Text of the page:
Community assessment is important when determining which social determinants of health are affected in a specific community. In the following paragraph, the writer will explore the community-as-partner model by defining key terms and connecting the model with the community nursing
Obesity is been one of the world alarming health concern in public health area (Mia Pradinuk et al, 2011). The incidence of obesity or overweight in Australia has been augmented and doubled from past 20 years (Monash obesity and diabetes institute, 2013). The causes of obesity in early childhood are due to unhealthy dietary habits, lack of physical activity and family eating habits. It requires lot of determination and commitment in those children who are obese to get back their healthy weight (Better health, 2013).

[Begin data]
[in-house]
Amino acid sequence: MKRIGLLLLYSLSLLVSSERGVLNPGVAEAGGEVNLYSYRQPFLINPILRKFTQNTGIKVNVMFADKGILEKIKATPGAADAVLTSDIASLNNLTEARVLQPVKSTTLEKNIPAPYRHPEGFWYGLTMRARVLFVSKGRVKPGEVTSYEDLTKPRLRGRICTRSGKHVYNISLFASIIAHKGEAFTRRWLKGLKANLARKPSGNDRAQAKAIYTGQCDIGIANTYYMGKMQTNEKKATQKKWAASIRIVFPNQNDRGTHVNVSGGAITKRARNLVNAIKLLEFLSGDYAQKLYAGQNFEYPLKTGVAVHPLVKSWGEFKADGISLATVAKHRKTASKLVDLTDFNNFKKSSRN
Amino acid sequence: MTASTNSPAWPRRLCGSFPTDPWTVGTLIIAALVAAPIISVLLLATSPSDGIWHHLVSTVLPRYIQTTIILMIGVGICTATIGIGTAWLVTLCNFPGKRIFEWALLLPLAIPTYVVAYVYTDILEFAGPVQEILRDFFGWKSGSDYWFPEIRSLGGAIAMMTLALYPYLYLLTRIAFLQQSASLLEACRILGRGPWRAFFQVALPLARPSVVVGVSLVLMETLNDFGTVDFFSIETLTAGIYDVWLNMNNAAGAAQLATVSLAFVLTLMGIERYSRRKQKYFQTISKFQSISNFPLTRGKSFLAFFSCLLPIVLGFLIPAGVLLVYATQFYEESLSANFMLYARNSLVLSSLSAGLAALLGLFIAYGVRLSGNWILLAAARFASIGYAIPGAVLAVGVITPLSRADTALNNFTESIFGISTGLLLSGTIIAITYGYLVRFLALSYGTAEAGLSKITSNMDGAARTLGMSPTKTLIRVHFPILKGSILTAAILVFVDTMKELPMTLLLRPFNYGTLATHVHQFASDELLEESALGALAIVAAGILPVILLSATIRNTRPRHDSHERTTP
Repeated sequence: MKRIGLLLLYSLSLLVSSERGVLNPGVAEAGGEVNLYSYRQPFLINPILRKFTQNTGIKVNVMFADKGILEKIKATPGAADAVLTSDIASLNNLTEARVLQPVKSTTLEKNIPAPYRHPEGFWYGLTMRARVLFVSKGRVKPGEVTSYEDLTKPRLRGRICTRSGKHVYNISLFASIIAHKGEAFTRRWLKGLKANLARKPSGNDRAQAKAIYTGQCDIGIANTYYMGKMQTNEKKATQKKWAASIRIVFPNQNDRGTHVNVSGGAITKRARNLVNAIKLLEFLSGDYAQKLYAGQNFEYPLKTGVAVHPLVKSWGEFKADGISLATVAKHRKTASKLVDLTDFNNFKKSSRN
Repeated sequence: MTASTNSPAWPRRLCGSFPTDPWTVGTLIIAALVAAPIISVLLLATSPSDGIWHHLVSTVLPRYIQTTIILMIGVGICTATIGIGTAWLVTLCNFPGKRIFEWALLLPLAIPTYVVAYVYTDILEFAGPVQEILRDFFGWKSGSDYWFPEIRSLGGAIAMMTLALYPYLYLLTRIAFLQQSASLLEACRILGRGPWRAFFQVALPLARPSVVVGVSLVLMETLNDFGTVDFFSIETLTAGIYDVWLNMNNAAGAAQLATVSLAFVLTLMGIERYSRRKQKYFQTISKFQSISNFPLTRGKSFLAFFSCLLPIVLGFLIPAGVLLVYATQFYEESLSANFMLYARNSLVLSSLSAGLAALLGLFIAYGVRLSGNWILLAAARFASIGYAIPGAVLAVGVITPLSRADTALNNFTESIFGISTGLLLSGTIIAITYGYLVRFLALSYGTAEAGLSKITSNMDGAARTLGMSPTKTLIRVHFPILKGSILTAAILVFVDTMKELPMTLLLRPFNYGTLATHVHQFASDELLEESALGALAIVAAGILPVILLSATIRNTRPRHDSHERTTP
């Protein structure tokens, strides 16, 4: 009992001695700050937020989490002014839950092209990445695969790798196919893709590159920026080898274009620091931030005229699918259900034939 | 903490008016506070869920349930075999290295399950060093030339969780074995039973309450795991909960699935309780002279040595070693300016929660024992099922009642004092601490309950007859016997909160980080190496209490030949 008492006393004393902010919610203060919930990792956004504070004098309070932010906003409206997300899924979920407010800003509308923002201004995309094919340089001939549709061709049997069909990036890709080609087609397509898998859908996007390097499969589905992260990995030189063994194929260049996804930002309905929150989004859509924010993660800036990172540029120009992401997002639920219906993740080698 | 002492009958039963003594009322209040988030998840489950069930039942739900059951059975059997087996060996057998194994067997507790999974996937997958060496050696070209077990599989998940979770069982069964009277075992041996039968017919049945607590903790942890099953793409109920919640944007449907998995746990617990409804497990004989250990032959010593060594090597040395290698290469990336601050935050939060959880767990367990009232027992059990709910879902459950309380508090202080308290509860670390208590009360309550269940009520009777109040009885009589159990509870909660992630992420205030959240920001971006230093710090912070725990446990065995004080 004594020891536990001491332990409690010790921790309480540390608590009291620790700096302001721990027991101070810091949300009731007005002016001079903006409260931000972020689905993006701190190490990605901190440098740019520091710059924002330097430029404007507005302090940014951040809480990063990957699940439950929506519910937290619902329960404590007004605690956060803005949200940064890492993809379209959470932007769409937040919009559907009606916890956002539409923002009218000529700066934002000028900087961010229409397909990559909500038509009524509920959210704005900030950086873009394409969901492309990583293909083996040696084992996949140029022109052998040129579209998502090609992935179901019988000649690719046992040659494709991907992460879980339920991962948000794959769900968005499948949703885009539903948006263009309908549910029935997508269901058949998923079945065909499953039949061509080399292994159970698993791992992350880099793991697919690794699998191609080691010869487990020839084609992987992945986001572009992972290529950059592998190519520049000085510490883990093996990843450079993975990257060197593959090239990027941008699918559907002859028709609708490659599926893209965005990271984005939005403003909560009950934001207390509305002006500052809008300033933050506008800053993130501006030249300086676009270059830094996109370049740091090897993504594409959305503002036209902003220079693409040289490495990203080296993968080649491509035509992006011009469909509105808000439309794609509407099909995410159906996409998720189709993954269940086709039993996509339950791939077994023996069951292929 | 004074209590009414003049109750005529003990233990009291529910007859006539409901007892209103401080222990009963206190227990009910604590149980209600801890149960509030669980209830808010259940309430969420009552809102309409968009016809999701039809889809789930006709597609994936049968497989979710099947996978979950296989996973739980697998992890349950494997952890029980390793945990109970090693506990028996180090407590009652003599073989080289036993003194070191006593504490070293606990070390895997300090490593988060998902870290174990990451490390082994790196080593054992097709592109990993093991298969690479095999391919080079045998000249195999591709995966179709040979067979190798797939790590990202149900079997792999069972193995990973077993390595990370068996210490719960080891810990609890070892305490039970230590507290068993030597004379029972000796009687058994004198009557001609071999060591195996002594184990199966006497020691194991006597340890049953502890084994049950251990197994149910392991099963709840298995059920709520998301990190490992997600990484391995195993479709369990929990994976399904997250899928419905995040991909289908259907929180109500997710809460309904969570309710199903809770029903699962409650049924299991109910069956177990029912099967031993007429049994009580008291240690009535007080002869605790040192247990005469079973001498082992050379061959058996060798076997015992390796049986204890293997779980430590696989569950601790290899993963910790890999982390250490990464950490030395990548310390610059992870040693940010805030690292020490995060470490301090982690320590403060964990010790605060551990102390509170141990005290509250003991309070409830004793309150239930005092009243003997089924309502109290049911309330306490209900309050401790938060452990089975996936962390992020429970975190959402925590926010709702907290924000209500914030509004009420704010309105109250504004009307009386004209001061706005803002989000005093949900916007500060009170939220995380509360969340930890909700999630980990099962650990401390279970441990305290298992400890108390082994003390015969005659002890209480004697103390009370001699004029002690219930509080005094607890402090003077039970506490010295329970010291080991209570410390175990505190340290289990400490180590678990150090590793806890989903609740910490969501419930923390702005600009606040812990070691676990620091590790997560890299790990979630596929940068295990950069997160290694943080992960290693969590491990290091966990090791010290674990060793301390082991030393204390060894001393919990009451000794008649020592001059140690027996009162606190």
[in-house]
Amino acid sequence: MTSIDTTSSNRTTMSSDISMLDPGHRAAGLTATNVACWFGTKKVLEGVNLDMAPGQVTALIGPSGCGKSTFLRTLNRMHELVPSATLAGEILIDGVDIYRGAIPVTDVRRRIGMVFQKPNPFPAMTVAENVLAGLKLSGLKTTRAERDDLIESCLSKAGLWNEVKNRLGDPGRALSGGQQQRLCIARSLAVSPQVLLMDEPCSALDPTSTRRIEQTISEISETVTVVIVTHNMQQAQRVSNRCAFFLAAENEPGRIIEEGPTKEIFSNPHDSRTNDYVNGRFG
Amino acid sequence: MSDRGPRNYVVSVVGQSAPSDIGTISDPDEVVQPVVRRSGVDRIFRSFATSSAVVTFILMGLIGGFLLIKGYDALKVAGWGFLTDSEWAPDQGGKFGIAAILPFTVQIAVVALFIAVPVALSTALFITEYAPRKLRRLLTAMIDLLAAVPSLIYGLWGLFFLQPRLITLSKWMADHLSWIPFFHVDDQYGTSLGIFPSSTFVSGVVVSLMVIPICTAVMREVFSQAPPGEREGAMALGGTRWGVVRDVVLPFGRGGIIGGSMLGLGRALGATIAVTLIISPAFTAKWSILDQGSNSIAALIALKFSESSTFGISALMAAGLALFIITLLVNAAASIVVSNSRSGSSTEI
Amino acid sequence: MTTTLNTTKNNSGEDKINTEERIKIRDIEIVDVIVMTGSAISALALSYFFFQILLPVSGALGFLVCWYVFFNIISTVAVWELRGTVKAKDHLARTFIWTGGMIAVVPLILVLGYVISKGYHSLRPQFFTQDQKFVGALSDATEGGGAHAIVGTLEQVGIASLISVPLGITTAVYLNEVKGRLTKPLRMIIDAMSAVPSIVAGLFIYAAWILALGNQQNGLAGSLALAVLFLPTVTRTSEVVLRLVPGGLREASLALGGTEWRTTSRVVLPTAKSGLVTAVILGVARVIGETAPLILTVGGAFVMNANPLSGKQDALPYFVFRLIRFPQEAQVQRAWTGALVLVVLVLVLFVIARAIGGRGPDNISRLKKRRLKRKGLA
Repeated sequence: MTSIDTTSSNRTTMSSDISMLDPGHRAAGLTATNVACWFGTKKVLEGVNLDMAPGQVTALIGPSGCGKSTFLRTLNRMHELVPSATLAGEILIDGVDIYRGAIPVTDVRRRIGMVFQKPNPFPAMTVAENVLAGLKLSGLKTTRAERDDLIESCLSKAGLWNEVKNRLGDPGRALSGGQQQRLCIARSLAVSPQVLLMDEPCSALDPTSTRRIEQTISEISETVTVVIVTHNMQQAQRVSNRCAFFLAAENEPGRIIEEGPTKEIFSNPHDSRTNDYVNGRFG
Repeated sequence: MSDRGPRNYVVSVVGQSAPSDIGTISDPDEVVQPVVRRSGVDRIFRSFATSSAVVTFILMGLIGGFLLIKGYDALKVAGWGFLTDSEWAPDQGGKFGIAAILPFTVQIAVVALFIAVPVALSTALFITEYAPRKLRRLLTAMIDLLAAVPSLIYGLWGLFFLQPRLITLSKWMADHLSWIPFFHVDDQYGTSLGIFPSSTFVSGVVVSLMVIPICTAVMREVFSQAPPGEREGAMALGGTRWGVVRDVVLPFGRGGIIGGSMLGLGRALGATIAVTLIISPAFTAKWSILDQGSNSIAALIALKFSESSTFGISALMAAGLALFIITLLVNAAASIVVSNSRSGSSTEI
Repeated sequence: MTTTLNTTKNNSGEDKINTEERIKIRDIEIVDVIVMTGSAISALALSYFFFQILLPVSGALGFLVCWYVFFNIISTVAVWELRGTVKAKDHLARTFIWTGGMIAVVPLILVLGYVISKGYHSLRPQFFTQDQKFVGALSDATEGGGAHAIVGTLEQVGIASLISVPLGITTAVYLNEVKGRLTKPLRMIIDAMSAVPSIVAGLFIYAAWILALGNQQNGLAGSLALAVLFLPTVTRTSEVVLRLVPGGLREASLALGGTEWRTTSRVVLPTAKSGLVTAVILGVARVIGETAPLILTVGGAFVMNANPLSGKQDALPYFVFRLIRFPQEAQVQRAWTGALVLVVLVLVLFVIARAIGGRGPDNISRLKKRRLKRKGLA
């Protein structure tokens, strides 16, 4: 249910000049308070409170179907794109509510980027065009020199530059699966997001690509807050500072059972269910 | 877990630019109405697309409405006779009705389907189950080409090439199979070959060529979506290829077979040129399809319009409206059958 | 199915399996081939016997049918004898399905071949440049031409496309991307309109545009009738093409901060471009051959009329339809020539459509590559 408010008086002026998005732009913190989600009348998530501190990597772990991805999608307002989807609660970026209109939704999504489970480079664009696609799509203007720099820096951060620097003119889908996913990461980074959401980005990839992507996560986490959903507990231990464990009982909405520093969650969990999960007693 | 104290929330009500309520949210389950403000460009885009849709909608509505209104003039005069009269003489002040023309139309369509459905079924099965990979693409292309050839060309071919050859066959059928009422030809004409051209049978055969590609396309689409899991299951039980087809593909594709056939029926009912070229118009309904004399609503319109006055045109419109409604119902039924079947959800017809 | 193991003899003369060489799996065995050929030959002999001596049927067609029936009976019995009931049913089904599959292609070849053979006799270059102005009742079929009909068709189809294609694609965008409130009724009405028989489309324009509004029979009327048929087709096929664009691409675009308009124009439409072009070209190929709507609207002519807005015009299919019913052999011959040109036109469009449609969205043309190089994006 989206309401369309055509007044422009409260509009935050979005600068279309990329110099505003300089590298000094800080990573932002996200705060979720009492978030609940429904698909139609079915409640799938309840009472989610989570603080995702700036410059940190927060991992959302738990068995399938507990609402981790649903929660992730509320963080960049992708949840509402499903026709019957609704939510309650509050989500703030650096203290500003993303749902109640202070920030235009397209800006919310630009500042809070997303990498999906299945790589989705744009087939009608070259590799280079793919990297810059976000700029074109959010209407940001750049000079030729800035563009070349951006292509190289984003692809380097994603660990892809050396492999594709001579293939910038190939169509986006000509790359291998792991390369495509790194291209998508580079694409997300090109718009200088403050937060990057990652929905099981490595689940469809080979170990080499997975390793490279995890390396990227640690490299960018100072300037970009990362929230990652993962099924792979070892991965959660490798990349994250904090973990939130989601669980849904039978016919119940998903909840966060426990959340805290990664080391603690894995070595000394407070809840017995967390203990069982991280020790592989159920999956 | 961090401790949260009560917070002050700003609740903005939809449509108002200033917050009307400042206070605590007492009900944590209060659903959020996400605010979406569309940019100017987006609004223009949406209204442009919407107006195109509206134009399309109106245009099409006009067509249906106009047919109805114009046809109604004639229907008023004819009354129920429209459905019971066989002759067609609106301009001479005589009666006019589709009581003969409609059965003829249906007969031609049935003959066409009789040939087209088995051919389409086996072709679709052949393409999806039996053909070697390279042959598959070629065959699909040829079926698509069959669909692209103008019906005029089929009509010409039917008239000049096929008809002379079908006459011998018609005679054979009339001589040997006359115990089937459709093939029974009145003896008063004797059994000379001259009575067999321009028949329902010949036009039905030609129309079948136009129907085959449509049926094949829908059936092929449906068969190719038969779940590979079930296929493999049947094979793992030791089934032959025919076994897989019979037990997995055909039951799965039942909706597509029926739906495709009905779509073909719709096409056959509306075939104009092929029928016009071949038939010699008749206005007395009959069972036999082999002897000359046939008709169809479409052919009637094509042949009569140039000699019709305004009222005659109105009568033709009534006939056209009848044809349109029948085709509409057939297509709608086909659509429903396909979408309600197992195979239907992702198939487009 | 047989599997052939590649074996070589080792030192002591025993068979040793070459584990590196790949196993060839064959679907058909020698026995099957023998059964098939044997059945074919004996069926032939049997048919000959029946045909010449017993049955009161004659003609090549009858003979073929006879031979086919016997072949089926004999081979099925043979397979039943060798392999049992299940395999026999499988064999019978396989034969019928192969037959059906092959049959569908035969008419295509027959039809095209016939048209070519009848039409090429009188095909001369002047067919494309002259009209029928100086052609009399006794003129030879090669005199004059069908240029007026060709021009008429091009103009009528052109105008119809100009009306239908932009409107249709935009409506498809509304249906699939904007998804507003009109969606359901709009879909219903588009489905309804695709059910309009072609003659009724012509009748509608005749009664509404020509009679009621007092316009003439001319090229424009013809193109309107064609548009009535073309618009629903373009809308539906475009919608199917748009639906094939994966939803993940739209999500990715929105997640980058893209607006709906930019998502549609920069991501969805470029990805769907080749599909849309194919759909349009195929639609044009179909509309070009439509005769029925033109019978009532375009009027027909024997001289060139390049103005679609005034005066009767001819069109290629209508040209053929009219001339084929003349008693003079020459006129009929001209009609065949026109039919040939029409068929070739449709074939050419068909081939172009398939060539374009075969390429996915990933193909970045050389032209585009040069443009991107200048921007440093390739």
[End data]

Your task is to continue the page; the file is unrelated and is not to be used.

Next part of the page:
As of 2013, diabetes mellitus rates among Aboriginals have reached epidemic proportions. It is said that a person of Aboriginal decent is four times more likely to develop this disease in their lifetime than non-indigenous Canadians (National Collaborating Centre for Aboriginal Health, 2013). The rate skyrocketed for a variety of reasons, most of which are linked to a majority of Aboriginals living in poverty. Poverty’s impact has brought about major issues including decreased access to nutrient dense foods, increased psychosocial stress caused by many years of social exclusion, and lack of access to screening and treatment centres (Brooks, Darroch, & Giles, 2013; Loopie Reading, & Wein, 2009). Each of these have made an outstanding impact